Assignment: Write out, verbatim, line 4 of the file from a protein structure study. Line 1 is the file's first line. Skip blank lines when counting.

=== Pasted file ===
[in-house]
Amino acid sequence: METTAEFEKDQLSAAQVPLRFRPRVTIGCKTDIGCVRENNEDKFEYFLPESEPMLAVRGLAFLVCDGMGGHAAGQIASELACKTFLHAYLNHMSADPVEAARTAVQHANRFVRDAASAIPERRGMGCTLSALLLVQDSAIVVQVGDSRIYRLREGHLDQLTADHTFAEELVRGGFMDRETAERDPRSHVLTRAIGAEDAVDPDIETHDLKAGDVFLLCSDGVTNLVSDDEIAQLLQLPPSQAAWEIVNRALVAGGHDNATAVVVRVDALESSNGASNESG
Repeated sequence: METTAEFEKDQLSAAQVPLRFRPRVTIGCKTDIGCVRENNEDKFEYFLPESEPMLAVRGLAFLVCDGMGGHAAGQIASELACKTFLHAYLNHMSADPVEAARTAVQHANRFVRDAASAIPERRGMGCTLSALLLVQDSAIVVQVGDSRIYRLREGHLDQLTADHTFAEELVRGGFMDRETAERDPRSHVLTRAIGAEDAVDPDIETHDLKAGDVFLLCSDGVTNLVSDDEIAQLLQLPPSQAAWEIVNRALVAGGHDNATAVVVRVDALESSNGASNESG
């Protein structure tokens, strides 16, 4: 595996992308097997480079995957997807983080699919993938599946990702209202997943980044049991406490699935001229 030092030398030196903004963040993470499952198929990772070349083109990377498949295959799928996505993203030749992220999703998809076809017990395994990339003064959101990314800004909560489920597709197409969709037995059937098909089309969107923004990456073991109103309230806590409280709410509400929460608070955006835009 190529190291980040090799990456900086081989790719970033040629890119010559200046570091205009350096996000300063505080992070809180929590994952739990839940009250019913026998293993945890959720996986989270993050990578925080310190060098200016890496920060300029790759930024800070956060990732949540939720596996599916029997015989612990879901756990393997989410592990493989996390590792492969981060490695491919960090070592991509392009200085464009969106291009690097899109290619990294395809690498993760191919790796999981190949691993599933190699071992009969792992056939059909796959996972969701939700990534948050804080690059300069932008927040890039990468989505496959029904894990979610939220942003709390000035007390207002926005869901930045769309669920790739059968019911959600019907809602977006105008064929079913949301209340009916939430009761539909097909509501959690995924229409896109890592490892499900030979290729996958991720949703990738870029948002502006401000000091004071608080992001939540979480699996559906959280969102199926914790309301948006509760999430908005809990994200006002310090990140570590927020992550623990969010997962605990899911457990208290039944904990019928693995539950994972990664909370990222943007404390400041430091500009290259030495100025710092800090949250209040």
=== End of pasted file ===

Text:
């Protein structure tokens, strides 16, 4: 595996992308097997480079995957997807983080699919993938599946990702209202997943980044049991406490699935001229 030092030398030196903004963040993470499952198929990772070349083109990377498949295959799928996505993203030749992220999703998809076809017990395994990339003064959101990314800004909560489920597709197409969709037995059937098909089309969107923004990456073991109103309230806590409280709410509400929460608070955006835009 190529190291980040090799990456900086081989790719970033040629890119010559200046570091205009350096996000300063505080992070809180929590994952739990839940009250019913026998293993945890959720996986989270993050990578925080310190060098200016890496920060300029790759930024800070956060990732949540939720596996599916029997015989612990879901756990393997989410592990493989996390590792492969981060490695491919960090070592991509392009200085464009969106291009690097899109290619990294395809690498993760191919790796999981190949691993599933190699071992009969792992056939059909796959996972969701939700990534948050804080690059300069932008927040890039990468989505496959029904894990979610939220942003709390000035007390207002926005869901930045769309669920790739059968019911959600019907809602977006105008064929079913949301209340009916939430009761539909097909509501959690995924229409896109890592490892499900030979290729996958991720949703990738870029948002502006401000000091004071608080992001939540979480699996559906959280969102199926914790309301948006509760999430908005809990994200006002310090990140570590927020992550623990969010997962605990899911457990208290039944904990019928693995539950994972990664909370990222943007404390400041430091500009290259030495100025710092800090949250209040």